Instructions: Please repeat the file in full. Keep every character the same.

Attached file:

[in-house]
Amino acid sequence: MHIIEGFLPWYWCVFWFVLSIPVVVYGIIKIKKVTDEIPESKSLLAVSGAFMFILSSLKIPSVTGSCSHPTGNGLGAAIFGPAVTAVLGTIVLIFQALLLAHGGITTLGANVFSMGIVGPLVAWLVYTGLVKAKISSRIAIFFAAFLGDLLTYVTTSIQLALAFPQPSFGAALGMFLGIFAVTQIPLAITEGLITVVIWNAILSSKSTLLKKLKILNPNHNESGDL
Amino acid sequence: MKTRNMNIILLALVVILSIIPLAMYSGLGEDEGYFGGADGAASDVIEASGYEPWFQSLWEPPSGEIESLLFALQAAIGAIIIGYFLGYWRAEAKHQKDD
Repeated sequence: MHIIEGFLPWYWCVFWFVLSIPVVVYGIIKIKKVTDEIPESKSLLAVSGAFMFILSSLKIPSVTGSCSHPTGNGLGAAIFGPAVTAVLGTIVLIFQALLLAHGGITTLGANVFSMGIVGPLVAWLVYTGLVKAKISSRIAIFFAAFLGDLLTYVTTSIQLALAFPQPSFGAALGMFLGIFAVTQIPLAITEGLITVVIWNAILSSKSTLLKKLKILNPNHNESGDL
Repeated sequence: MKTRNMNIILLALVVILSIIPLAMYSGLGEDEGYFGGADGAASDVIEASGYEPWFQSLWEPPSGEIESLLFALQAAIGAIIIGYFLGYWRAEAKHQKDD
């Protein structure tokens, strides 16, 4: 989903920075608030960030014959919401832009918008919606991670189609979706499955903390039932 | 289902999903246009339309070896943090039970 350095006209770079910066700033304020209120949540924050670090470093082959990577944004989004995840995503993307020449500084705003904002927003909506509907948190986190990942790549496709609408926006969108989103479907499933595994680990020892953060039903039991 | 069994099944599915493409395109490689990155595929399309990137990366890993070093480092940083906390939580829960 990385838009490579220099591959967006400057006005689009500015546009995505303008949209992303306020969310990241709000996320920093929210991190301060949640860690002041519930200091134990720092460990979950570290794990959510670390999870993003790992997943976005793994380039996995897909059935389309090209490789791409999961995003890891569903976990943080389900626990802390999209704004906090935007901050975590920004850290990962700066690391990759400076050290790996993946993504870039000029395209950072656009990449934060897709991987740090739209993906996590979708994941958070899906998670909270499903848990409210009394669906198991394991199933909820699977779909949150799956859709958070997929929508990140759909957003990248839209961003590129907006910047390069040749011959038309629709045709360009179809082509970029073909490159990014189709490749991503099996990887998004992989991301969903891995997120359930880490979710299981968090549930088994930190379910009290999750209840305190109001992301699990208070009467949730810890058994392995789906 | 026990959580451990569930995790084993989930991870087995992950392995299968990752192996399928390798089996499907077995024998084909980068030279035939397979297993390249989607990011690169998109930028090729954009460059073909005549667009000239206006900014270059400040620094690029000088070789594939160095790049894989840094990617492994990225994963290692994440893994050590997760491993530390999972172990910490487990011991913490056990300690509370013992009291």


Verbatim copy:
[in-house]
Amino acid sequence: MHIIEGFLPWYWCVFWFVLSIPVVVYGIIKIKKVTDEIPESKSLLAVSGAFMFILSSLKIPSVTGSCSHPTGNGLGAAIFGPAVTAVLGTIVLIFQALLLAHGGITTLGANVFSMGIVGPLVAWLVYTGLVKAKISSRIAIFFAAFLGDLLTYVTTSIQLALAFPQPSFGAALGMFLGIFAVTQIPLAITEGLITVVIWNAILSSKSTLLKKLKILNPNHNESGDL
Amino acid sequence: MKTRNMNIILLALVVILSIIPLAMYSGLGEDEGYFGGADGAASDVIEASGYEPWFQSLWEPPSGEIESLLFALQAAIGAIIIGYFLGYWRAEAKHQKDD
Repeated sequence: MHIIEGFLPWYWCVFWFVLSIPVVVYGIIKIKKVTDEIPESKSLLAVSGAFMFILSSLKIPSVTGSCSHPTGNGLGAAIFGPAVTAVLGTIVLIFQALLLAHGGITTLGANVFSMGIVGPLVAWLVYTGLVKAKISSRIAIFFAAFLGDLLTYVTTSIQLALAFPQPSFGAALGMFLGIFAVTQIPLAITEGLITVVIWNAILSSKSTLLKKLKILNPNHNESGDL
Repeated sequence: MKTRNMNIILLALVVILSIIPLAMYSGLGEDEGYFGGADGAASDVIEASGYEPWFQSLWEPPSGEIESLLFALQAAIGAIIIGYFLGYWRAEAKHQKDD
């Protein structure tokens, strides 16, 4: 989903920075608030960030014959919401832009918008919606991670189609979706499955903390039932 | 289902999903246009339309070896943090039970 350095006209770079910066700033304020209120949540924050670090470093082959990577944004989004995840995503993307020449500084705003904002927003909506509907948190986190990942790549496709609408926006969108989103479907499933595994680990020892953060039903039991 | 069994099944599915493409395109490689990155595929399309990137990366890993070093480092940083906390939580829960 990385838009490579220099591959967006400057006005689009500015546009995505303008949209992303306020969310990241709000996320920093929210991190301060949640860690002041519930200091134990720092460990979950570290794990959510670390999870993003790992997943976005793994380039996995897909059935389309090209490789791409999961995003890891569903976990943080389900626990802390999209704004906090935007901050975590920004850290990962700066690391990759400076050290790996993946993504870039000029395209950072656009990449934060897709991987740090739209993906996590979708994941958070899906998670909270499903848990409210009394669906198991394991199933909820699977779909949150799956859709958070997929929508990140759909957003990248839209961003590129907006910047390069040749011959038309629709045709360009179809082509970029073909490159990014189709490749991503099996990887998004992989991301969903891995997120359930880490979710299981968090549930088994930190379910009290999750209840305190109001992301699990208070009467949730810890058994392995789906 | 026990959580451990569930995790084993989930991870087995992950392995299968990752192996399928390798089996499907077995024998084909980068030279035939397979297993390249989607990011690169998109930028090729954009460059073909005549667009000239206006900014270059400040620094690029000088070789594939160095790049894989840094990617492994990225994963290692994440893994050590997760491993530390999972172990910490487990011991913490056990300690509370013992009291």